Drone strikes by America have always come under fire for the attendant
collateral damage on civilians. There’s an element of cold disconnect inferred
because unlike hand-to-hand combat, modern day war machinery operates from the
comfort of an office thousands of miles away from the target.
But screenplay writer Guy Hibbert and director Gavin Hood take us
backstage to watch just how heartbreaking it can be for America to take that
The stage is set with sweet little Kenyan girl Alia and her loving
parents going about their daily routine. Intelligence reports shared by Britain
and the US confirm that in the same neighbourhood, highly valued terror leaders
will be gathering for a meeting. Colonel Katherine Powell from England has been
tailing Abdullah Al-Hady and his wife, British girl Susan who’s been radicalised
as Ayesha, for the last six years.
It’s a joint op by America and Britain with the Rules of Engagement
clear that it will be a capture. But when visuals of suicide bombers getting
ready for a mission are flashed back from the terror
meeting, Colonel Powell wants hellfire at any cost.
Gavin Hood maintains the tension at all times. An agent going in close
enough to direct a beetle into the terror meeting keeps you on the edge.
With Powell in England overseeing the operation and pilots from Nevada
Air Base ready to strike, will the prim British give a thumbs up to it? Or let
the terrorists slip away? Tension again.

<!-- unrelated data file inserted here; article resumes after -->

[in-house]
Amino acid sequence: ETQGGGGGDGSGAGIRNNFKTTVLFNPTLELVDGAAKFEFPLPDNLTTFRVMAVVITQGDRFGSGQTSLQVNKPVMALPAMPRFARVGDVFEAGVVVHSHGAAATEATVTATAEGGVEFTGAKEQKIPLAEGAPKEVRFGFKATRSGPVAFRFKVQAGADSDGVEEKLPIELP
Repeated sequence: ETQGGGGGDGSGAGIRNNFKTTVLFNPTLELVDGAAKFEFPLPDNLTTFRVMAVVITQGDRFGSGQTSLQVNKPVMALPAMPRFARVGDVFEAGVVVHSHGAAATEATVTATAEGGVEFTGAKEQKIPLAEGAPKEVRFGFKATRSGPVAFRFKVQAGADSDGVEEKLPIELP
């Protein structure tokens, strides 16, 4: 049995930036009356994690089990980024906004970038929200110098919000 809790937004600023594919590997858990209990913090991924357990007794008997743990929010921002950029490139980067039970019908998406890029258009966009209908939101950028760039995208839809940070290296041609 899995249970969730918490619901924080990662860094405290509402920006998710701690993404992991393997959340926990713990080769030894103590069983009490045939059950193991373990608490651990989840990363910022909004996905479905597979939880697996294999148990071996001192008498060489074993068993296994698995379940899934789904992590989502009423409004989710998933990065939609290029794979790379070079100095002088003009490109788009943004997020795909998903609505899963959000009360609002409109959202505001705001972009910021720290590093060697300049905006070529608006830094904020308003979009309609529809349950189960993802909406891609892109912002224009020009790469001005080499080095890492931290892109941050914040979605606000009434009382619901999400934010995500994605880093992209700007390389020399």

Will little Alia selling her mother’s bread just near the target be
saved in time? Will pilots Steve and Carrie on their first real mission hit the
It has to be a legal call, a political call and a military call and
that’s not instant. The buck is passed from one level to a higher-up in England
and in the US. A foreign secretary who has binged on prawns is on the commode
and he has to take a call, different from nature’s call of course. The
Secretary of State is in China and he has to be consulted.
Helen Mirren is uniform starched as Col Powell who is eager to take down
the terror organization, never mind if the collateral percentage must be fudged
a little to get a go-ahead from those who make the decisions. Late Alan Rickman as Lt General Frank Benson
who’s in the board room with the Brits to coordinate the operation with Col
Powell does all his emoting splendidly from a chair.
It is a bit of an emotional overdose when a male and a female pilot are
cast as soft, tearful Americans who’d rather save a little girl than bomb a
houseful of suicide bombers and terrorists. But the message is conveyed when
Alan Rick finally says, ‘Never tell a solider he does not know the cost of
For a film that compellingly deals with the emotions and backroom
manoeuvres of drone attacks, Eye In The
Sky gets a 3.5* rating.
Bharathi S Pradhan
Senior Journalist & Author